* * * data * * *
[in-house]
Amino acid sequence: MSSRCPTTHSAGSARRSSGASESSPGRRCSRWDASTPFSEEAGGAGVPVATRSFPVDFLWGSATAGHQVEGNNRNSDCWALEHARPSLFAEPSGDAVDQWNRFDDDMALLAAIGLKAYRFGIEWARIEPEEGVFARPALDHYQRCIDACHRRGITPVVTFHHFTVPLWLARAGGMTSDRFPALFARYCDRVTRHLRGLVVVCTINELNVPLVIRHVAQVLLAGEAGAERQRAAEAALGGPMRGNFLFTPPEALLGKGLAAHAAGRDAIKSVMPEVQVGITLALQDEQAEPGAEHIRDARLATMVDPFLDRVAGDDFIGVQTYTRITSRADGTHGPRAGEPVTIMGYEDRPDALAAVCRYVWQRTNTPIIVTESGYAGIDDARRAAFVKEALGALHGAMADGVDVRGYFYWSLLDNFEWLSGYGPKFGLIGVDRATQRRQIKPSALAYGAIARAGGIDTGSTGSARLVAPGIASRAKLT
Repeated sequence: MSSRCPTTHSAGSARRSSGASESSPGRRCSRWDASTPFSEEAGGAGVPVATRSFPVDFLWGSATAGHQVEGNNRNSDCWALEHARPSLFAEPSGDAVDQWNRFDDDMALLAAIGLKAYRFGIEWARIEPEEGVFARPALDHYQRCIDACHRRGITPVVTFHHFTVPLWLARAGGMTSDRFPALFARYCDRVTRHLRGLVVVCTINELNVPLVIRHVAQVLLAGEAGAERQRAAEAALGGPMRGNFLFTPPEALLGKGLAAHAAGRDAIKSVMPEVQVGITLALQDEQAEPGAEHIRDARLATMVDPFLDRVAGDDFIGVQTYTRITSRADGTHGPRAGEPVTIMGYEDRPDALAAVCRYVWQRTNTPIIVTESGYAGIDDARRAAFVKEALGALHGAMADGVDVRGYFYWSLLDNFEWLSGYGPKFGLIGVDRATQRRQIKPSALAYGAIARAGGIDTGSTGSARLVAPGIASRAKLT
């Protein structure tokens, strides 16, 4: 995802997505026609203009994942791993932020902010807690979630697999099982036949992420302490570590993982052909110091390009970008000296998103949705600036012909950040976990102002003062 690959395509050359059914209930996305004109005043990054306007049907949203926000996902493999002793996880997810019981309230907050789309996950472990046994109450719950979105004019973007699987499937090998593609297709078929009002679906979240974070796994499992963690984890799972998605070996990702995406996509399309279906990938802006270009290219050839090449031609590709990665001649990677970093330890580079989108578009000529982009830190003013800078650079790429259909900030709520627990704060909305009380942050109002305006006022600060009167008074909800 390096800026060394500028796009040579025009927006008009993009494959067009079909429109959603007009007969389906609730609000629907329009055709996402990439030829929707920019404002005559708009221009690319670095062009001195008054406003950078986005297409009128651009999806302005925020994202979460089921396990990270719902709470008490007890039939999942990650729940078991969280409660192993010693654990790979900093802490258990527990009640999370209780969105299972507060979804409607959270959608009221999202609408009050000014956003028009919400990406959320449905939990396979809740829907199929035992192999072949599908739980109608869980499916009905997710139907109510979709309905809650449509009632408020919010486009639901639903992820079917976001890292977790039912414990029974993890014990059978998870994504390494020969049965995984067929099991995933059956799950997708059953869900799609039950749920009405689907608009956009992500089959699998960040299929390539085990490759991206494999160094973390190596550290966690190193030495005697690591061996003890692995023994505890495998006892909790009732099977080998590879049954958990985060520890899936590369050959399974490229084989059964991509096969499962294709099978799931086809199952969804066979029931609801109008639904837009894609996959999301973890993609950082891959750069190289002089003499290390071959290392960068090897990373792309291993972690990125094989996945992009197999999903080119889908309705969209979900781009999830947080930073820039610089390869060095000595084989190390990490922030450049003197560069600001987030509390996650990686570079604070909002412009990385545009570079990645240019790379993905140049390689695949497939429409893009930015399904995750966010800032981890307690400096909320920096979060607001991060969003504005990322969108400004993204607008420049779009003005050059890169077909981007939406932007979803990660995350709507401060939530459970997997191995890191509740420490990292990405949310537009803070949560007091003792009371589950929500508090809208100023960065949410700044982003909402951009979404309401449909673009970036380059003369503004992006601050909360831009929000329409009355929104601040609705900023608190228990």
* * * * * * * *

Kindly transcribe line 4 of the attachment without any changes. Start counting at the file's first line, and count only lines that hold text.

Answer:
């Protein structure tokens, strides 16, 4: 995802997505026609203009994942791993932020902010807690979630697999099982036949992420302490570590993982052909110091390009970008000296998103949705600036012909950040976990102002003062 690959395509050359059914209930996305004109005043990054306007049907949203926000996902493999002793996880997810019981309230907050789309996950472990046994109450719950979105004019973007699987499937090998593609297709078929009002679906979240974070796994499992963690984890799972998605070996990702995406996509399309279906990938802006270009290219050839090449031609590709990665001649990677970093330890580079989108578009000529982009830190003013800078650079790429259909900030709520627990704060909305009380942050109002305006006022600060009167008074909800 390096800026060394500028796009040579025009927006008009993009494959067009079909429109959603007009007969389906609730609000629907329009055709996402990439030829929707920019404002005559708009221009690319670095062009001195008054406003950078986005297409009128651009999806302005925020994202979460089921396990990270719902709470008490007890039939999942990650729940078991969280409660192993010693654990790979900093802490258990527990009640999370209780969105299972507060979804409607959270959608009221999202609408009050000014956003028009919400990406959320449905939990396979809740829907199929035992192999072949599908739980109608869980499916009905997710139907109510979709309905809650449509009632408020919010486009639901639903992820079917976001890292977790039912414990029974993890014990059978998870994504390494020969049965995984067929099991995933059956799950997708059953869900799609039950749920009405689907608009956009992500089959699998960040299929390539085990490759991206494999160094973390190596550290966690190193030495005697690591061996003890692995023994505890495998006892909790009732099977080998590879049954958990985060520890899936590369050959399974490229084989059964991509096969499962294709099978799931086809199952969804066979029931609801109008639904837009894609996959999301973890993609950082891959750069190289002089003499290390071959290392960068090897990373792309291993972690990125094989996945992009197999999903080119889908309705969209979900781009999830947080930073820039610089390869060095000595084989190390990490922030450049003197560069600001987030509390996650990686570079604070909002412009990385545009570079990645240019790379993905140049390689695949497939429409893009930015399904995750966010800032981890307690400096909320920096979060607001991060969003504005990322969108400004993204607008420049779009003005050059890169077909981007939406932007979803990660995350709507401060939530459970997997191995890191509740420490990292990405949310537009803070949560007091003792009371589950929500508090809208100023960065949410700044982003909402951009979404309401449909673009970036380059003369503004992006601050909360831009929000329409009355929104601040609705900023608190228990």